Going for walks could prevent early death caused by lack of sleep, says study

Get walking (Picture: Getty Images)

We all know that sleep is pretty important, and that we should probably be getting more of it.

But for those who struggle to snooze, there might be a way to offset the damage.

Brisk walking for 150 minutes per week (and you don’t have to do that all in one go) could reduce the risk of early death caused by poor sleep, suggests a new study.

The research, published online in the British Journal of Sports Medicine, found that exercising in line with the World Health Organisation guidelines ‘eliminated most of the deleterious associations’ of poor sleep with risk of death.

Of course, ideally you’d be getting in enough exercise and high-quality sleep, but if you do have a few bad nights, upping your steps could be worth a go.

WHO recommends that people have at least 600 metabolic equivalent minutes of physical activity per week – the equivalent of 150 minutes a week of brisk walking or 75 minutes of running.

For the study, researchers analysed data from 380,055 people aged 56 on average.

They categorised the amount of exercise these people did as high, medium, or low, then sleep as healthy, intermediate, or poor.

Poor sleep increases your risk of early death – but exercise might offset that (Picture: Getty Images/iStockphoto)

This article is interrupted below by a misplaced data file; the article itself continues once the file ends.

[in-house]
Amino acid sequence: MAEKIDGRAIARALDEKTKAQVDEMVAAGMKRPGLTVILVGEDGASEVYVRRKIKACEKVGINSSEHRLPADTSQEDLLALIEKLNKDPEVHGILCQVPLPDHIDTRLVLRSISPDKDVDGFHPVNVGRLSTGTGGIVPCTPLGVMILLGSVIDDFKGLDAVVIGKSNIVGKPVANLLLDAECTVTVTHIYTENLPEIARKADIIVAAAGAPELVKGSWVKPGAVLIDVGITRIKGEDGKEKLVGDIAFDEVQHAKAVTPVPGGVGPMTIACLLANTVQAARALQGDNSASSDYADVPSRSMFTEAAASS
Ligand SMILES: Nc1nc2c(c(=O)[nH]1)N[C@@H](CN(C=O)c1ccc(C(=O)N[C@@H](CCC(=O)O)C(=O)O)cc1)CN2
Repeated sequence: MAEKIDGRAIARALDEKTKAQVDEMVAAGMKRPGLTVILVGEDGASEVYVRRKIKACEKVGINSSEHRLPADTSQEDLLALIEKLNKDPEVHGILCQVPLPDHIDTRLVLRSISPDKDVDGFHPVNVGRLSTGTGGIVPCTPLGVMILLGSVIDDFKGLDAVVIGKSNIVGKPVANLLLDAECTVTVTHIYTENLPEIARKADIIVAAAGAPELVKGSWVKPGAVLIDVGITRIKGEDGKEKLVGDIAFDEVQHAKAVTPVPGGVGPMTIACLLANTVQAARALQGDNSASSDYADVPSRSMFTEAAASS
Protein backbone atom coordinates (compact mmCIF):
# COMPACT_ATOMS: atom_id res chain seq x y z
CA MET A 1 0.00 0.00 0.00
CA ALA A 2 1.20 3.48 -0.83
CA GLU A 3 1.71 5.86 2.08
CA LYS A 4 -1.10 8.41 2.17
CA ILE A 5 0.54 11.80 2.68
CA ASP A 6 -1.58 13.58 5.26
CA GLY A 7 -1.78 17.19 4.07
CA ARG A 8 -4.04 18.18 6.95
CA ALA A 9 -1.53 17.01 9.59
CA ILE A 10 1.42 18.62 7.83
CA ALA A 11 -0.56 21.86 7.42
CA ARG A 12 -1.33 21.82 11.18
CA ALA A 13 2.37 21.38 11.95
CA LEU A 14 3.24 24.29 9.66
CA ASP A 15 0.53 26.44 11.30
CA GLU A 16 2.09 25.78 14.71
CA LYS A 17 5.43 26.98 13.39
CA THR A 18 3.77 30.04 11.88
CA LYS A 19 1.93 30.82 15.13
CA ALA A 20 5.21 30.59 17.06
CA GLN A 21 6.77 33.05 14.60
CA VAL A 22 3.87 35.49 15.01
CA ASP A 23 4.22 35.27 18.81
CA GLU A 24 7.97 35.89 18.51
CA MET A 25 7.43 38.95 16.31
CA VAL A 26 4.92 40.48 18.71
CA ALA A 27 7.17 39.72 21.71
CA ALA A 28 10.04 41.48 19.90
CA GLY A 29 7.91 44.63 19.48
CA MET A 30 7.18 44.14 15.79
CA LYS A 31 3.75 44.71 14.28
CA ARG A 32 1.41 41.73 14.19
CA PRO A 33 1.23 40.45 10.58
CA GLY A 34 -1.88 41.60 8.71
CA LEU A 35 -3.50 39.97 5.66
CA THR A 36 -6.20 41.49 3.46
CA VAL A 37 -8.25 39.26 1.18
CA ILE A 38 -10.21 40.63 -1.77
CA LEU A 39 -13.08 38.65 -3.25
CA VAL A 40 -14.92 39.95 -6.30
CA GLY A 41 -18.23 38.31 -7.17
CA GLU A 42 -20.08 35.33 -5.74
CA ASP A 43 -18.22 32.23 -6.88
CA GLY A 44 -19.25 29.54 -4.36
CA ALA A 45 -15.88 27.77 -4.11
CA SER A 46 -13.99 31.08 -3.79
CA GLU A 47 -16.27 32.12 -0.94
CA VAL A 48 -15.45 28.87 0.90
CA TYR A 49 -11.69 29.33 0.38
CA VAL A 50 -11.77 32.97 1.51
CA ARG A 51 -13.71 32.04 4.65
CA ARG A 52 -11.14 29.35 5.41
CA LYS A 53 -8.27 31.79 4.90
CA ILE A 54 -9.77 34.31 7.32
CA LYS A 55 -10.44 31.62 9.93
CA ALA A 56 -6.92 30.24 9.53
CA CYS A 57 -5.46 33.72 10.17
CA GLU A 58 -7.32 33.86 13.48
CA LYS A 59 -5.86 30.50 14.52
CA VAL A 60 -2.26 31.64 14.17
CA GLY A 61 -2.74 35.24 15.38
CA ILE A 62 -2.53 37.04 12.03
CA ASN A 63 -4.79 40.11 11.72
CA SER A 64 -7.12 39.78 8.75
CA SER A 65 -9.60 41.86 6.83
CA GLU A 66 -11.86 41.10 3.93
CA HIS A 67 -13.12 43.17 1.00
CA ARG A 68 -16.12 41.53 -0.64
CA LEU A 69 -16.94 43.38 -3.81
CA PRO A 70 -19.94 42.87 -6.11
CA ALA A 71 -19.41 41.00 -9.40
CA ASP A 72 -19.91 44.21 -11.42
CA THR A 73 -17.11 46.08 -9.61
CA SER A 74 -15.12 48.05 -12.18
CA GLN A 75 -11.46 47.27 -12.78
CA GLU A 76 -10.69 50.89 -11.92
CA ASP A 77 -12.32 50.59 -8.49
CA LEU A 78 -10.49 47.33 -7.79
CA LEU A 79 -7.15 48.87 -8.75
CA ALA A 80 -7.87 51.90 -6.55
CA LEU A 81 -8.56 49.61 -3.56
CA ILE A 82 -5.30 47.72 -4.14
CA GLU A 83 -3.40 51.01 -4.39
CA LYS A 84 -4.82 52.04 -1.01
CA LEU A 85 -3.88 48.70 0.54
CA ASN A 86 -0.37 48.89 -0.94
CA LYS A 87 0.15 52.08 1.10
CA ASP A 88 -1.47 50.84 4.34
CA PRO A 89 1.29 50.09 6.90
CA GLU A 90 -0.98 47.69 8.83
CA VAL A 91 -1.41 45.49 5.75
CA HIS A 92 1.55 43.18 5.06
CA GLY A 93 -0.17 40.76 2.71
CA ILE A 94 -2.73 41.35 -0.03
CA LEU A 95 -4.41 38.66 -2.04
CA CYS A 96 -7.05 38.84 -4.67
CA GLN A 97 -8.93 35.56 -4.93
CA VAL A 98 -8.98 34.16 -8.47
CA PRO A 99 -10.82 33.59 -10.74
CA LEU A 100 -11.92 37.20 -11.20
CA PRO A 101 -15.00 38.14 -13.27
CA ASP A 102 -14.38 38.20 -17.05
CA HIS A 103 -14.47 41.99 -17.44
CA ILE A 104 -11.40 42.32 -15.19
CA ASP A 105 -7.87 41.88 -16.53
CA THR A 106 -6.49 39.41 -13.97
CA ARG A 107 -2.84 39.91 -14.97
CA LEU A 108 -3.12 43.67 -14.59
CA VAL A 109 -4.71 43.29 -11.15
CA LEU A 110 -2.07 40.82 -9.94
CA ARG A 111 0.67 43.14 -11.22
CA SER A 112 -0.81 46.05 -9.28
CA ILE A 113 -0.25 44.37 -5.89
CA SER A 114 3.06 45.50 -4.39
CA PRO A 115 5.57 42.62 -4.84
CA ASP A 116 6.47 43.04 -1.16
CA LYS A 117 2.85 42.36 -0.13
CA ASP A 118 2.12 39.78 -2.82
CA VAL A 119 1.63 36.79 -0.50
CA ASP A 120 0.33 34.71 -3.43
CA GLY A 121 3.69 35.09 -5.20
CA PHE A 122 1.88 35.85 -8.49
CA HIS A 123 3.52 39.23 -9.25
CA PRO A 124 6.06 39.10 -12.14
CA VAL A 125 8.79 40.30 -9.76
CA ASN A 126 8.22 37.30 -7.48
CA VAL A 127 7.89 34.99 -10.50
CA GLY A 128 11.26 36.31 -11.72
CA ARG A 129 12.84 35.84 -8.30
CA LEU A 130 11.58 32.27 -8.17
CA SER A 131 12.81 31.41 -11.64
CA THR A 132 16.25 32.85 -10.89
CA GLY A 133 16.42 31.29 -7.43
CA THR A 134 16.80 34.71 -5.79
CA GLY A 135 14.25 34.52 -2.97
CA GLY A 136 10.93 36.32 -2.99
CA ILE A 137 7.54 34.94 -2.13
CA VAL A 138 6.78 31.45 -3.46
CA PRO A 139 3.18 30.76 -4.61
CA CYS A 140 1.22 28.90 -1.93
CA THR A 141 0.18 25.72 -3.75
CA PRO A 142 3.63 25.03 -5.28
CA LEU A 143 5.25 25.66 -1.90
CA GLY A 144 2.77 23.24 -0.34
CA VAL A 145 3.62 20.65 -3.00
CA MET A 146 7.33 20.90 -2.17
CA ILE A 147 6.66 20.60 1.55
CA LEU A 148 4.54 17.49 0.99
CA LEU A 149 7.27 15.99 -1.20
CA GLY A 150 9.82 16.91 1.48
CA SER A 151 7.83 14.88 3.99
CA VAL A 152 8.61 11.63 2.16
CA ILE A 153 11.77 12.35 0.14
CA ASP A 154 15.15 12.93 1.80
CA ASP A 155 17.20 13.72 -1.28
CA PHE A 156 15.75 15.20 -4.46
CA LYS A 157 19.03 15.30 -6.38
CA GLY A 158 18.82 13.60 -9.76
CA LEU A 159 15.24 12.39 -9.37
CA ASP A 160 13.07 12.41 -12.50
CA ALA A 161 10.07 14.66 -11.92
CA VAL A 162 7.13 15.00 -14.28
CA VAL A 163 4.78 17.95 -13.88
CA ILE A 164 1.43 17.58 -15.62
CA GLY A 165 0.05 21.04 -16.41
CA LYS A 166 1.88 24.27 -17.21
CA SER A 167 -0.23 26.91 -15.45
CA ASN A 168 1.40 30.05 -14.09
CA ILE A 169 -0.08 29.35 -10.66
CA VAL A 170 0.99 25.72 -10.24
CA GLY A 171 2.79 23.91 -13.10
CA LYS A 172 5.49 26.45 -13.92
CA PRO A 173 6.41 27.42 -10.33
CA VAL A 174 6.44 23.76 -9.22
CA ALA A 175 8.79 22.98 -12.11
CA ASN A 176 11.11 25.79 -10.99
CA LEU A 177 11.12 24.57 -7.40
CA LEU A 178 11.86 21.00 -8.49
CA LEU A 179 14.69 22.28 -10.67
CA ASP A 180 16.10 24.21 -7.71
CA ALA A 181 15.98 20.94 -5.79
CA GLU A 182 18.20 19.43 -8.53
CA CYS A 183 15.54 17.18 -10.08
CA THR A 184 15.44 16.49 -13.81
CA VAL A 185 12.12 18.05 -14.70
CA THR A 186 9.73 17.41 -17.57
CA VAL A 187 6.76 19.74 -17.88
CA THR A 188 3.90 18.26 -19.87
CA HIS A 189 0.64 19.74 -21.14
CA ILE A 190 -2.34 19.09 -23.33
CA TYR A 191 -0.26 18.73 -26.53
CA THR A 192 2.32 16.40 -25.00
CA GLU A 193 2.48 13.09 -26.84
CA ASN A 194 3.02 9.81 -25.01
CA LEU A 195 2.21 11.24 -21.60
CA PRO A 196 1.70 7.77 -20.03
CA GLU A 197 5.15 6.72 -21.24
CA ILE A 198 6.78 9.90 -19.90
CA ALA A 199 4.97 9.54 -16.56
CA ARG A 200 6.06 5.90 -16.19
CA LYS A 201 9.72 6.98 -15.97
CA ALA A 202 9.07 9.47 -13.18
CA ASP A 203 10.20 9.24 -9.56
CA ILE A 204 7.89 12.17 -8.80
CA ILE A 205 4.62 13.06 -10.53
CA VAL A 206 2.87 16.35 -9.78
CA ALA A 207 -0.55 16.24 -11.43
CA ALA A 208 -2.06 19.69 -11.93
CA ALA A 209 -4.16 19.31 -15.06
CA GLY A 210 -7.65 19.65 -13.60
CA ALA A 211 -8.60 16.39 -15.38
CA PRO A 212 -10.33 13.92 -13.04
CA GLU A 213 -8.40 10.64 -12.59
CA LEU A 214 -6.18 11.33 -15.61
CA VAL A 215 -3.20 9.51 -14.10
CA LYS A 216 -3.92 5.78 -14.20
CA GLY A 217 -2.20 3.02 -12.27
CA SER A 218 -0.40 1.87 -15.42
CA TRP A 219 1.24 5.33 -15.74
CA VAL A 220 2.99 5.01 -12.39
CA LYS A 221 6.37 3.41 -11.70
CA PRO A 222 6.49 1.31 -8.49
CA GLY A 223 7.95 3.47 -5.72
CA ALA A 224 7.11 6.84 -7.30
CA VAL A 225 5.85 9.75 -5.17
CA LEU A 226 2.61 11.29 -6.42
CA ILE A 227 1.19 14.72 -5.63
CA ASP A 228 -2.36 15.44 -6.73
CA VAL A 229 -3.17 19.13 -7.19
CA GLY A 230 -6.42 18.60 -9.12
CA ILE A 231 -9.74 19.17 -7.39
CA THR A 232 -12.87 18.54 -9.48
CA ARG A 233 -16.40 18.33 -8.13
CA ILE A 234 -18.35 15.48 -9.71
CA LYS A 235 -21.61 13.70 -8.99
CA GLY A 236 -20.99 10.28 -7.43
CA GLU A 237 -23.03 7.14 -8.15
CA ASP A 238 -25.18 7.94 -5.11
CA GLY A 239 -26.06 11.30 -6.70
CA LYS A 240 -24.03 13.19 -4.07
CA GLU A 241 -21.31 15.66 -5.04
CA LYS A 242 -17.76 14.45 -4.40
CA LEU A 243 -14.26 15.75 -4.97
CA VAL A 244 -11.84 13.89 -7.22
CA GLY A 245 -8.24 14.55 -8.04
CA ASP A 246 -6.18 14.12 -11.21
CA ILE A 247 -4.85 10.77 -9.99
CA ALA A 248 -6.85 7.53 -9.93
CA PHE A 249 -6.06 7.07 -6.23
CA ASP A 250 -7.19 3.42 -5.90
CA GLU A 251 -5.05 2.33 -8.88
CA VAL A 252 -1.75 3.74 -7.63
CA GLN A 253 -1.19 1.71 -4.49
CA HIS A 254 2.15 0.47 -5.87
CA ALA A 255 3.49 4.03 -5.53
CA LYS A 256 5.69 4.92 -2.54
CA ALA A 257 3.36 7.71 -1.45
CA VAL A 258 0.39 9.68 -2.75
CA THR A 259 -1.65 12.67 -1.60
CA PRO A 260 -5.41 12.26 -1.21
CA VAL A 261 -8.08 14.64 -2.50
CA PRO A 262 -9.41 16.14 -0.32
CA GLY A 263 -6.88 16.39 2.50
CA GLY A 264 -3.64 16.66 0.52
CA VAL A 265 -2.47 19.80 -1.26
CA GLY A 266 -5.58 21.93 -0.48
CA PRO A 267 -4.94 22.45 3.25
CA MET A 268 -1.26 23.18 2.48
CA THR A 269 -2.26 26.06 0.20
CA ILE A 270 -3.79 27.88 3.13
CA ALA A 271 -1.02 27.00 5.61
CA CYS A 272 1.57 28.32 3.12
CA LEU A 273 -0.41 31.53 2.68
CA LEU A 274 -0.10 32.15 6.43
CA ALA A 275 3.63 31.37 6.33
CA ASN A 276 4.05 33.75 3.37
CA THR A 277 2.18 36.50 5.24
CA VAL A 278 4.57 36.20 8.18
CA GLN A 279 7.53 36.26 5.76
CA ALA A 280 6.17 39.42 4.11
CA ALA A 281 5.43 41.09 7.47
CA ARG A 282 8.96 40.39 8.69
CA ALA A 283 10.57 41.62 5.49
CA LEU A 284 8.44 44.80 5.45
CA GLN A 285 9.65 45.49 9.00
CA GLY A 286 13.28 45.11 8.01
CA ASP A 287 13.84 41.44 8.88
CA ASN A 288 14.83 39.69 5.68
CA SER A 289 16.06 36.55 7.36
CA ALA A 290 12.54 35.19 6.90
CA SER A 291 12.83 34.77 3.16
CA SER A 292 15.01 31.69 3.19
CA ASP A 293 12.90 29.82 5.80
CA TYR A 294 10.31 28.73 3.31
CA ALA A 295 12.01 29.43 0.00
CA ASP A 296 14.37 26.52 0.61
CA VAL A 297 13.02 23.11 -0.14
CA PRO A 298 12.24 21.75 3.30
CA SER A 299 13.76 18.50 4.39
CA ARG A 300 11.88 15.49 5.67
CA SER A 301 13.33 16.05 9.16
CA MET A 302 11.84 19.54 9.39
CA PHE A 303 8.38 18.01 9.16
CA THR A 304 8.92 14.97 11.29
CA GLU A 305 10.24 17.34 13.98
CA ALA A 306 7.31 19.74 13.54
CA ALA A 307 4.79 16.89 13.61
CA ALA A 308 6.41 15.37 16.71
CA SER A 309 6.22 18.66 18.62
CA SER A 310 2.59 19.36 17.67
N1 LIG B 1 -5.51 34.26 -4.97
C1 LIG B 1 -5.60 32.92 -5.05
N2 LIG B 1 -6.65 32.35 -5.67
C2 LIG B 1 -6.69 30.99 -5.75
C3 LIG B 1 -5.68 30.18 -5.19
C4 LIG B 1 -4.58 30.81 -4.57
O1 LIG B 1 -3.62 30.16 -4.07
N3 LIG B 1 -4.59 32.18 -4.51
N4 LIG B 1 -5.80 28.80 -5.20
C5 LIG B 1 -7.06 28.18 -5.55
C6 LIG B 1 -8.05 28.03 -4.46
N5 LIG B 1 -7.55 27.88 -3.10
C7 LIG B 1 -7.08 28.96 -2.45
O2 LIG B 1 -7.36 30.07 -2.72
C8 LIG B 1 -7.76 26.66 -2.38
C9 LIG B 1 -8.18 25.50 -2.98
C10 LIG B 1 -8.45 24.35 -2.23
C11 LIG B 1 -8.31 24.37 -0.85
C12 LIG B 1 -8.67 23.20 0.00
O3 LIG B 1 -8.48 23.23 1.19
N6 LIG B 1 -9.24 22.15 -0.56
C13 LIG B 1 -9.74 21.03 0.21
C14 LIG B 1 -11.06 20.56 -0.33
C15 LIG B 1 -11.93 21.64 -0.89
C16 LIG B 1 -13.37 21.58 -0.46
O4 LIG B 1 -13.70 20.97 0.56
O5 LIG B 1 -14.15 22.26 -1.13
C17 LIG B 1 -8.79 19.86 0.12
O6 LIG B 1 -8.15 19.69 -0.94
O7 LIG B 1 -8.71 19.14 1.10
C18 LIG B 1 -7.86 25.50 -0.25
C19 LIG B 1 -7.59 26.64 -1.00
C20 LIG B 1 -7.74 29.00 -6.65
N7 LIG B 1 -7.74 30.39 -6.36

Over an 11-year follow-up, 15,503 people died, of which 4,095 were from any type of cardiovascular disease and 9,064 were from all types of cancer.

Of these, 1,932 people died from coronary heart disease, 359 from a brain bleed (haemorrhagic) stroke, 450 from a blood clot (ischaemic) stroke and 1,595 from lung cancer.

The researchers found that, compared with people in the high exercise group who also had healthy sleep, those in the low exercise and poor sleep group had a 57% higher risk of early death from any cause, as well as a 67% increased risk of death from cardiovascular disease and a 45% increased risk of death from cancer.

However, the researchers said that if people met the lower end of the WHO guidelines for exercise, most of the links between poor sleep and death were eliminated.

The researchers, including from the University of Sydney and University College London, said: ‘Our results support the value of interventions to concurrently target (physical activity) and sleep to improve health.’

Please do note that more research is needed to back up these findings, and for now we’d still recommend getting plenty of sleep alongside fitting in your exercise.

Why not enjoy the benefits of both, right?

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